Tuesday, 12 September 2017

Review of 'Villains' by Queens Of The Stone Age



QOTSA’s new album is badly-produced Bowie-worship.

Okay, that description’s a tad harsh. ‘Bowie-worship’ makes it sound like I don’t enjoy the fact that Josh Homme now sounds like Bowie, when in fact that’s one of the highlights of this record. As for ‘badly-produced’, well, I have a feeling Mark Ronson didn’t just so happen to fuck up the mastering by spilling coffee on the mixing board. The production is intentionally supposed to sound this tinny and some listeners don’t seem to mind it. But for me, it’s a real barrier.

Villains follows much in the same vein as the rockers’ last album Like Clockwork…, which saw the band trading in catchy crowd-pleasing guitar anthems for meditative gloomy dirges. The lyrics continue to be as dark, lingering on topics of death but with a touch of humour behind them. They’re some of Homme’s most inventive to date – the singer even going so far as to invent his own words on numerous occasions to get his point across such as ‘macaberet’ and ‘screwicide’.

Homme’s lyrics aren’t the only aspect that’s more creative. Instrumentally, these songs are also kookier, as exemplified from the start with opener ‘Feet Don’t Fail Me’, which begins with sci-fi synths and a hammering drum like some mutated version of the Flash Gordon soundtrack, before erupting into a stomping guitar groove. ‘Head Like A Haunted House’ meanwhile is a Dead-Kennedys-like punk jam, whilst ‘Hideaway’ rides a Bowie-esque synth sporting a spacey ‘Ashes to Ashes’ feel (there’s Bowie vibes all over this album).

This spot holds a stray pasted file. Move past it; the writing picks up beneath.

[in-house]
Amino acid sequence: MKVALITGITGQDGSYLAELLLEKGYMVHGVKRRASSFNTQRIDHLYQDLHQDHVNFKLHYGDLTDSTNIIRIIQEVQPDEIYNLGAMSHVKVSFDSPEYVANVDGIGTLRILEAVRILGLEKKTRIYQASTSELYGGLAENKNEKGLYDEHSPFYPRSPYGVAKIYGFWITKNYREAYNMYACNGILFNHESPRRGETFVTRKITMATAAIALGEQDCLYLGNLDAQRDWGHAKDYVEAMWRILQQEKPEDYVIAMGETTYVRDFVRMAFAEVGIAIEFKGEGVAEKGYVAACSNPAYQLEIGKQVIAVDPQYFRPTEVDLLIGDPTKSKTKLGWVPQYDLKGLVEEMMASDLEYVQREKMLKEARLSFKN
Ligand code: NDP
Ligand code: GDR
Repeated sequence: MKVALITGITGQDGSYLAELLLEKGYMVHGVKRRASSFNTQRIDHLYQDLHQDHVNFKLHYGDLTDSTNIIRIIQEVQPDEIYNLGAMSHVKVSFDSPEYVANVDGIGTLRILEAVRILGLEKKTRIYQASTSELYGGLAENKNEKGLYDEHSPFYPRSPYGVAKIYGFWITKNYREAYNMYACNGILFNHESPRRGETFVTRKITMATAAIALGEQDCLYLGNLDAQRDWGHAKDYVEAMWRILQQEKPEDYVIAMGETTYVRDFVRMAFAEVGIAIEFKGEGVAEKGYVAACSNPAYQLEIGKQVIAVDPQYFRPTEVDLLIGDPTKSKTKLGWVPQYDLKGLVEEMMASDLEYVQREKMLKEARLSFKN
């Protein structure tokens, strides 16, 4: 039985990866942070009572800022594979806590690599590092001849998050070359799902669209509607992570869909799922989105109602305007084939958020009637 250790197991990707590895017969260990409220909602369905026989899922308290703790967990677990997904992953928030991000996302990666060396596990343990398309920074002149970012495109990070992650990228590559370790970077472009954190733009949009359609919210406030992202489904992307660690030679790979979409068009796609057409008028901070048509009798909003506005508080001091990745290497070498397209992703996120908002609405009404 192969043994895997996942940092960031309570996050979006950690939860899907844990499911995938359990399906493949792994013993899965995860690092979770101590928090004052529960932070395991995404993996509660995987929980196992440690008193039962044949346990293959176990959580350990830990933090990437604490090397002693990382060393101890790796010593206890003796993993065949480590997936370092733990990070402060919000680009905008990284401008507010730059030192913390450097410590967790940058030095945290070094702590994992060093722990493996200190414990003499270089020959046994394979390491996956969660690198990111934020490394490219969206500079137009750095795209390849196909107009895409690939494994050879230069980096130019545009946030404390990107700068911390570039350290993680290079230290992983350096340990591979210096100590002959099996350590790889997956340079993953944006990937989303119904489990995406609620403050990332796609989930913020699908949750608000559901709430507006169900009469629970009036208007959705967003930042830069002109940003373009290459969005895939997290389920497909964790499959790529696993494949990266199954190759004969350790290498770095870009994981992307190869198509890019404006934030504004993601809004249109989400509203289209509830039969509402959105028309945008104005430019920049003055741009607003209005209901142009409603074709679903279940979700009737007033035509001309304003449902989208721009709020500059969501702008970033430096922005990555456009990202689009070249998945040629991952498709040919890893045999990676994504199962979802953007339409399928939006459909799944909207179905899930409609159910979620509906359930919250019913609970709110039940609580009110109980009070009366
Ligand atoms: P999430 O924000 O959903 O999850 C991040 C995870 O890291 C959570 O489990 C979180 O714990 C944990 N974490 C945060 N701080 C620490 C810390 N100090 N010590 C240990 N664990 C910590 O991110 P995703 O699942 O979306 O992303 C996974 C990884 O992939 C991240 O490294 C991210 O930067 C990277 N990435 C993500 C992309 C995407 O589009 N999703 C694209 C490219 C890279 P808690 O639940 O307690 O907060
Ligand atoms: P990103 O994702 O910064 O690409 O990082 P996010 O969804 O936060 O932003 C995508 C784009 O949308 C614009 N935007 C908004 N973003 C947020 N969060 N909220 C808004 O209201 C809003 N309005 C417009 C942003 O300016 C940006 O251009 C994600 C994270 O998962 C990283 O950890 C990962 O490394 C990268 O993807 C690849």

Of course, the band have also decided to get creative with the production, which is where my praises for this record end. The second track ‘The Way You Used To’ feels like it could have been an upbeat dance-worthy rock gem if it wasn’t over-compressed to sound as flat as a toad on a motorway. And then there’s the end of ‘Un-Reborn Again’, which sees all the instruments coming into the mix for what could have been an epic crescendo if Mark Ronson hadn’t dampened it by turning down the volume knob.

This is the producer who gave us ‘Uptown Funk’, so there’s no reason the production should sound this flaccid other than Mark wanting it to sound like that. Josh Homme and crew must have decided they liked it too. And some fans and critics don’t seem to be phased. To me, it may as well be a tasty spicy dish with a jar of cream dumped in – it’s got no kick. It’s a hypercar with a speed limiter on it. It’s Floyd Mayweather with no arms. It’s a decaffeinated espresso shot. It’s sex in the dark. 

TRACK TASTER:

No comments:

Post a Comment